Text: Indicate references by (consecutive) superscript arabic numerals in the order in which they appear in the text. The numerals are to be used outside periods and commas, inside colons and semicolons. For further detail and examples you are referred to the AMA Manual of Style, A Guide for Authors and Editors, 11th Edition. List: Number the references in the list in the order in which they appear in the text. Examples: Reference to a journal publication: 1. Van der Geer J, Hanraads JAJ, Lupton RA. The art of writing a scientific article. J Sci Commun. 2010;163:51–59. https://doi.org/10.1016/j.Sc.2010.00372 Reference to a journal publication with an article number: 2. Van der Geer J, Hanraads JAJ, Lupton RA. The art of writing a scientific article. Heliyon. 2018;19:e00205. https://doi.org/10.1016/j.heliyon.2018.e00205 Reference to a book: 3. Strunk W Jr, White EB. The Elements of Style. 4th ed. New York, NY: Longman; 2000. Reference to a chapter in an edited book: 4. Mettam GR, Adams LB. How to prepare an electronic version of your article. In: Jones BS, Smith RZ, eds. Introduction to the Electronic Age. New York, NY: E-Publishing Inc; 2009:281–304. Reference to a website: 5. Cancer Research UK. Cancer statistics reports for the UK. Accessed 13 March 2003. http://www.cancerresearchuk.org/aboutcancer/statistics/cancerstatsreport/; 2003. . Reference to a dataset: [dataset] 6. Oguro M, Imahiro S, Saito S, Nakashizuka T. Mortality data for Japanese oak wilt disease and surrounding forest compositions, Mendeley Data, v1; 2015. https://doi.org/10.17632/xwj98nb39r.1 Reference to software: 7. Coon E, Berndt M, Jan A, Svyatsky D, Atchley A, Kikinzon E, Harp D, Manzini G, Shelef E, Lipnikov K, Garimella R, Xu C, Moulton D, Karra S, Painter S, Jafarov E, Molins S. Advanced Terrestrial Simulator (ATS) v0.88 (Version 0.88). Zenodo; 2020, March 25. https://doi.org/10.5281/zenodo.3727209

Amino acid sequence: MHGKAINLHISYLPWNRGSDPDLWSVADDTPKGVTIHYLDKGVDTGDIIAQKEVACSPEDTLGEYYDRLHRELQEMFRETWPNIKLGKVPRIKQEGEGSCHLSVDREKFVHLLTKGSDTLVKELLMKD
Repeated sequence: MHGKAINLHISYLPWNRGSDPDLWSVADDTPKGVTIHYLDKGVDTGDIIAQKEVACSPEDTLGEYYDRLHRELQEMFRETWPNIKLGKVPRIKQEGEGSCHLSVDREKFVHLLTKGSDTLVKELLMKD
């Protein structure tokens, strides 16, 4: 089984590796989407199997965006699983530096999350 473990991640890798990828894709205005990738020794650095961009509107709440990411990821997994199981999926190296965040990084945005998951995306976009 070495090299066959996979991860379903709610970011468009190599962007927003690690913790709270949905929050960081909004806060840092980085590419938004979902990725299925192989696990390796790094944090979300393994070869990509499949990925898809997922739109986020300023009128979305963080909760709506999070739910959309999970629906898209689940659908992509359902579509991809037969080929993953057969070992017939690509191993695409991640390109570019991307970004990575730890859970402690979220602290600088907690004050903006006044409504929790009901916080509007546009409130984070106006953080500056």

Elsevier accepts video material and animation sequences to support and enhance your scientific research. Authors who have video or animation files that they wish to submit with their article are strongly encouraged to include links to these within the body of the article. This can be done in the same way as a figure or table by referring to the video or animation content and noting in the body text where it should be placed. All submitted files should be properly labeled so that they directly relate to the video file's content. In order to ensure that your video or animation material is directly usable, please provide the file in one of our recommended file formats with a preferred maximum size of 150 MB per file, 1 GB in total. Video and animation files supplied will be published online in the electronic version of your article in Elsevier Web products, including ScienceDirect. Please supply 'stills' with your files: you can choose any frame from the video or animation or make a separate image. These will be used instead of standard icons and will personalize the link to your video data. For more detailed instructions please visit our video instruction pages.